Among precious stones used in antiquity, bigi morati stand out for their importance. They consist in black limestones mainly employed in sculptures and architectural heritages and quarried from several sites through the Mediterranean area. Their provenance is difficult to assess due to their similar appearance to the naked-eye observation and the possible confusion with black marbles (i.e., bigi antichi). Classical methods used for studying ancient marbles, such as minero-petrographic and stable isotopes analyses (δ13C and δ 16O), resulted to be powerful in provenancing these black lithotypes. However, these methods are microdestructive and cannot be always applied in the case of precious artefacts for which sampling is not allowed. Bearing carbonaceous matter conferring them the typical black-dark grey colour, Raman spectroscopy might support studies on these limestones, bringing important information about the structural state of organic/carbonaceous matter and their geological evolution. In this study, the potential of Raman spectroscopy in determining geological and geographic provenance of bigi morati was tested on quarry samples from six among the most famous ancient exploitation sources. The obtained results demonstrated that the use of Raman parameters typical of low-ordered carbon matter is an effective tool in discriminating provenance. Moreover, the laboratory-based approach lays the groundwork for future development and validation of the method for in situ measurements on artefacts by using portable equipment.

Raman spectroscopy as a tool for provenancing black limestones (bigi morati) used in antiquity

Raneri S.
Primo
Conceptualization
;
2021-01-01

Abstract

Among precious stones used in antiquity, bigi morati stand out for their importance. They consist in black limestones mainly employed in sculptures and architectural heritages and quarried from several sites through the Mediterranean area. Their provenance is difficult to assess due to their similar appearance to the naked-eye observation and the possible confusion with black marbles (i.e., bigi antichi). Classical methods used for studying ancient marbles, such as minero-petrographic and stable isotopes analyses (δ13C and δ 16O), resulted to be powerful in provenancing these black lithotypes. However, these methods are microdestructive and cannot be always applied in the case of precious artefacts for which sampling is not allowed. Bearing carbonaceous matter conferring them the typical black-dark grey colour, Raman spectroscopy might support studies on these limestones, bringing important information about the structural state of organic/carbonaceous matter and their geological evolution. In this study, the potential of Raman spectroscopy in determining geological and geographic provenance of bigi morati was tested on quarry samples from six among the most famous ancient exploitation sources. The obtained results demonstrated that the use of Raman parameters typical of low-ordered carbon matter is an effective tool in discriminating provenance. Moreover, the laboratory-based approach lays the groundwork for future development and validation of the method for in situ measurements on artefacts by using portable equipment.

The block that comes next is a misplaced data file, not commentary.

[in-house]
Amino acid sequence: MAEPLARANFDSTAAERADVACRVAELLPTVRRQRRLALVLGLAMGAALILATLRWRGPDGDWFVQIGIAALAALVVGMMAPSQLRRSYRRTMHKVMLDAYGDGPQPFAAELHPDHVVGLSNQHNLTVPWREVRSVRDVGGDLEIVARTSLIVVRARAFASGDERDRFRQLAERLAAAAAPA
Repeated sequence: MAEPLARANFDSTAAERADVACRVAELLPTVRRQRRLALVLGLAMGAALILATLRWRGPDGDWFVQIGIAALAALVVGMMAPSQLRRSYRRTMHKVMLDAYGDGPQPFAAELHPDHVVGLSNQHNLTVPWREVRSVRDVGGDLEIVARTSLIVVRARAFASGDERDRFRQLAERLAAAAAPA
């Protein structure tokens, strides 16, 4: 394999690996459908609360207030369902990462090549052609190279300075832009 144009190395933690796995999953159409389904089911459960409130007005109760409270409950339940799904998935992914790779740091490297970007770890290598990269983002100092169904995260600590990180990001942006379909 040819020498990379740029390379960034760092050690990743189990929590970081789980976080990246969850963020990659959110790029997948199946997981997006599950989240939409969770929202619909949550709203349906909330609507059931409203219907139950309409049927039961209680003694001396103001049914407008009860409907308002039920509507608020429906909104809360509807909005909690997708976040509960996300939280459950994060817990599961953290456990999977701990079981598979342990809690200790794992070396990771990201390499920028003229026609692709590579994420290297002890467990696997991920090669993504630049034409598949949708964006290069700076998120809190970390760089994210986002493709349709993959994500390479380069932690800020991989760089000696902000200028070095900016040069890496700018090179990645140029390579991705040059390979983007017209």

2021
Raneri, S.; Kosek, F.; Lazzarini, L.; Wielgosz-Rondolino, D.; Jehlicka, J.; Antonelli, F.
File in questo prodotto:
Non ci sono file associati a questo prodotto.

I documenti in IRIS sono protetti da copyright e tutti i diritti sono riservati, salvo diversa indicazione.

Utilizza questo identificativo per citare o creare un link a questo documento: https://hdl.handle.net/11568/1082870
 Attenzione

Attenzione! I dati visualizzati non sono stati sottoposti a validazione da parte dell'ateneo

Citazioni
  • ???jsp.display-item.citation.pmc??? ND
  • Scopus 5
  • ???jsp.display-item.citation.isi??? 4
social impact